8.21 Crown Office data on the number of standard prosecution reports submitted to COPFS is not available before April 2009, and so again cannot be used as a measure of changes in the total numbers of undertakings pre and post-reform.
8.22 There is no data on the numbers of warrants granted for people who fail to appear at court at pleading diets broken down for cited cases and so it is not possible to say whether use of undertakings is any more effective than citation at ensuring that accused appear at court when required. The collection of this data would allow monitoring of the reforms to undertakings to be considered over time, along with associated impacts.
8.23 From the data available, it has also not been possible to say what the true costs and benefits of the reforms to undertakings have been, and this is something that would be desirable in the future.
8.24 Finally, the evaluation has revealed that there is considerable local variation in the extent to which reforms to undertakings are being adopted and the extent to which use of undertakings has increased. More detailed analysis at police force level for the whole of Scotland may be useful in revealing what needs to be done to maximise the potential benefits of undertakings as a means of getting people to court.
Messages for Policy
8.25 Some of the main messages from the evaluation appear to be that:
Greater flexibility in the terms of the Lord Advocate's guidelines is perceived as being necessary by all key stakeholder groups (police, Defence Agents and Fiscals) in order to ensure the optimum use and effectiveness of undertakings. In particular, greater flexibility in the time taken from release to appearance in court may mean that problems with gathering evidence and preparing quality reports may be overcome. This may also help to alleviate some of the communication problems that are occurring between Fiscals and the accused, as well as between accused and their Defence Agents, allowing both more time to initiate communications, where appropriate. Unlike custody cases whereby Defence Agents meet with their clients in cells ahead of court appearance, or citations wherein a copy of the complaint is issued at the same time as the accused is cited to court, the copy complaint is not issued in undertakings cases until the first calling in court. This, along with the short period of time between release on undertaking and first appearance at court, is what sets undertakings apart from other routes to court.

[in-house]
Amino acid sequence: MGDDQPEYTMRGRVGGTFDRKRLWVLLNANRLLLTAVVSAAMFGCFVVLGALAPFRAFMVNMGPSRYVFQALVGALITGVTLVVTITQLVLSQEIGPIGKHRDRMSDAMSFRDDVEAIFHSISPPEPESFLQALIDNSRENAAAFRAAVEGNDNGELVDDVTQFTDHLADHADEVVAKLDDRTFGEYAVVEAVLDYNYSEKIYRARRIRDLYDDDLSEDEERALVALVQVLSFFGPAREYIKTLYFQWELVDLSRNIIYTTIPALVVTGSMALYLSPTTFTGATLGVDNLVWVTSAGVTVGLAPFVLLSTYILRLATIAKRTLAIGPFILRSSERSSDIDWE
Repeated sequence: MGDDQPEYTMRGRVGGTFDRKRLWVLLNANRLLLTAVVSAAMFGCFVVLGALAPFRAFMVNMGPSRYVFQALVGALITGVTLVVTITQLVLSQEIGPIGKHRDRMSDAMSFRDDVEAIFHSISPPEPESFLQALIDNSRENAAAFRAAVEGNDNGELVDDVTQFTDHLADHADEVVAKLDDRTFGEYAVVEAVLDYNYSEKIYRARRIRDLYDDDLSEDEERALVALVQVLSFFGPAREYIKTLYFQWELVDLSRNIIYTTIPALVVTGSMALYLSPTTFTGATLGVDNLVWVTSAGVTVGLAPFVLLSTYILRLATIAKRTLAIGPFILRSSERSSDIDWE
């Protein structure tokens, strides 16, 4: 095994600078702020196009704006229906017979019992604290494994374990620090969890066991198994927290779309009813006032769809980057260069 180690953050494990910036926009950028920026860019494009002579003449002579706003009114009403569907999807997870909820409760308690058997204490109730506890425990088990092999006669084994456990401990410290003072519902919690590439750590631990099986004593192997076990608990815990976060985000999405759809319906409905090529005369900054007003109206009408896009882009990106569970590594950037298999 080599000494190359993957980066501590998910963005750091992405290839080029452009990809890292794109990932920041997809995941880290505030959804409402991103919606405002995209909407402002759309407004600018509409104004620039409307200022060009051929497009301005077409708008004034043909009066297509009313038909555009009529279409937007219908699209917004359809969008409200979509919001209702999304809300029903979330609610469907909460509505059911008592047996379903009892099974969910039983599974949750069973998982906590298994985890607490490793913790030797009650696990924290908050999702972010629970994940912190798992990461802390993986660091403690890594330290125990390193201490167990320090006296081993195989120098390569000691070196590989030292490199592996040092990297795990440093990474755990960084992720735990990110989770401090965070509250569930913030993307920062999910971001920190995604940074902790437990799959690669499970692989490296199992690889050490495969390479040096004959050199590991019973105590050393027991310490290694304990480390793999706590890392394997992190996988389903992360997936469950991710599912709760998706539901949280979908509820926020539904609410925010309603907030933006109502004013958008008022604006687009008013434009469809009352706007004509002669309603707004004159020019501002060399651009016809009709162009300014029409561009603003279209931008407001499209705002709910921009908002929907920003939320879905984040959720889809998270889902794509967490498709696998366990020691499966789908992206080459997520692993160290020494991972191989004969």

There may be a need to review the communication strategy between Fiscals, Defence Agents and the accused. This is especially true in cases where alternative, non-court disposals are decided by Fiscals after undertakings have been issued, and in cases where no proceedings are marked. Ensuring that all relevant parties are aware of these decisions as soon as possible may reduce inconvenience to Defence Agents and accused, in particular.
Although end-to-end targets are currently being met, the evaluation has shown that the percentage of undertakings cases being dealt with within 26 weeks has progressively declined over time since the start of 2009 with a corresponding upward trend in average time taken from caution and charge to verdict, both of which are unique to undertakings cases (and may be linked to a change in the case types for which undertakings are being used). A focus on getting people to court therefore needs to be carefully balanced with getting cases through court since it seems that, in some cases, a lack of time for communication and preparation is leading to ineffective first court hearings and continued churn, and undertakings cases not being dealt with at the earliest possible stage in some instances.
8.26 The evaluation has shown that there is generally good support for undertakings among criminal justice professionals and accused alike. The benefits to victims of bringing cases to court more quickly via undertakings is also recognised.
8.27 Despite some regional variation, police targets for getting undertakings cases to court, as well as Fiscal marking targets, are being met, as are the end-to-end targets for undertakings cases progressing through court. The speed of undertakings cases through court is also still faster than cited cases. Disappointingly, gaps in the data mean that it is not possible to say conclusively if undertakings are being used more post-reform, as was expected, or how compliance with undertakings compares to cited cases.
8.28 Despite some positive findings, there is also clear evidence of churn still occurring at the front end of the court journey for undertakings cases, as well as a lower rate of resolution at first calling. The evaluation perhaps, therefore, suggests a need to revisit some of the core principles of undertakings, and to consider further if speed at the early stages of the justice process has the desired impact on end-to-end summary justice performance overall. A key to the future success of undertakings, which will minimise negative impacts at later stages in the system, seems to be a more flexible timescale for the scheduling of undertakings cases in court and better communication between all parties concerned.
Email: Carole Wilson